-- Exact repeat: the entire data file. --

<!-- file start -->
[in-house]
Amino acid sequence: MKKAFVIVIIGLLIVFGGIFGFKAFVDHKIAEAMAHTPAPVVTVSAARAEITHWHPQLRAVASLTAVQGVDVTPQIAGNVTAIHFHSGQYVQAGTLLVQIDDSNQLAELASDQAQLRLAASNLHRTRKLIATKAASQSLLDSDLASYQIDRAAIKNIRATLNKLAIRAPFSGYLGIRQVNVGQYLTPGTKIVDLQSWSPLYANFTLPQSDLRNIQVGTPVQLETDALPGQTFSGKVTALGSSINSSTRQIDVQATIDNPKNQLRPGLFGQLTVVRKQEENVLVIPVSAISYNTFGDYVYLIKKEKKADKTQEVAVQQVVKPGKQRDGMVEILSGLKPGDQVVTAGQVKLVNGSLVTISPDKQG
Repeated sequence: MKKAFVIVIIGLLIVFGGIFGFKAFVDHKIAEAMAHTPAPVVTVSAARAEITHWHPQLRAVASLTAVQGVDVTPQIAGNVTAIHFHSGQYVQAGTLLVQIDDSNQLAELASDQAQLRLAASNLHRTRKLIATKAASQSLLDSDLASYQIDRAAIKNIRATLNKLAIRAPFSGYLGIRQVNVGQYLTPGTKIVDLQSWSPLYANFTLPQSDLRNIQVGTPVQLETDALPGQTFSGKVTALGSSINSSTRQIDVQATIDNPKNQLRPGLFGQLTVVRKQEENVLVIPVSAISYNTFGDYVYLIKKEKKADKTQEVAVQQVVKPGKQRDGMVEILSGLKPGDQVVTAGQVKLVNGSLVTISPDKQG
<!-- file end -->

[in-house]
Amino acid sequence: MKKAFVIVIIGLLIVFGGIFGFKAFVDHKIAEAMAHTPAPVVTVSAARAEITHWHPQLRAVASLTAVQGVDVTPQIAGNVTAIHFHSGQYVQAGTLLVQIDDSNQLAELASDQAQLRLAASNLHRTRKLIATKAASQSLLDSDLASYQIDRAAIKNIRATLNKLAIRAPFSGYLGIRQVNVGQYLTPGTKIVDLQSWSPLYANFTLPQSDLRNIQVGTPVQLETDALPGQTFSGKVTALGSSINSSTRQIDVQATIDNPKNQLRPGLFGQLTVVRKQEENVLVIPVSAISYNTFGDYVYLIKKEKKADKTQEVAVQQVVKPGKQRDGMVEILSGLKPGDQVVTAGQVKLVNGSLVTISPDKQG
Repeated sequence: MKKAFVIVIIGLLIVFGGIFGFKAFVDHKIAEAMAHTPAPVVTVSAARAEITHWHPQLRAVASLTAVQGVDVTPQIAGNVTAIHFHSGQYVQAGTLLVQIDDSNQLAELASDQAQLRLAASNLHRTRKLIATKAASQSLLDSDLASYQIDRAAIKNIRATLNKLAIRAPFSGYLGIRQVNVGQYLTPGTKIVDLQSWSPLYANFTLPQSDLRNIQVGTPVQLETDALPGQTFSGKVTALGSSINSSTRQIDVQATIDNPKNQLRPGLFGQLTVVRKQEENVLVIPVSAISYNTFGDYVYLIKKEKKADKTQEVAVQQVVKPGKQRDGMVEILSGLKPGDQVVTAGQVKLVNGSLVTISPDKQG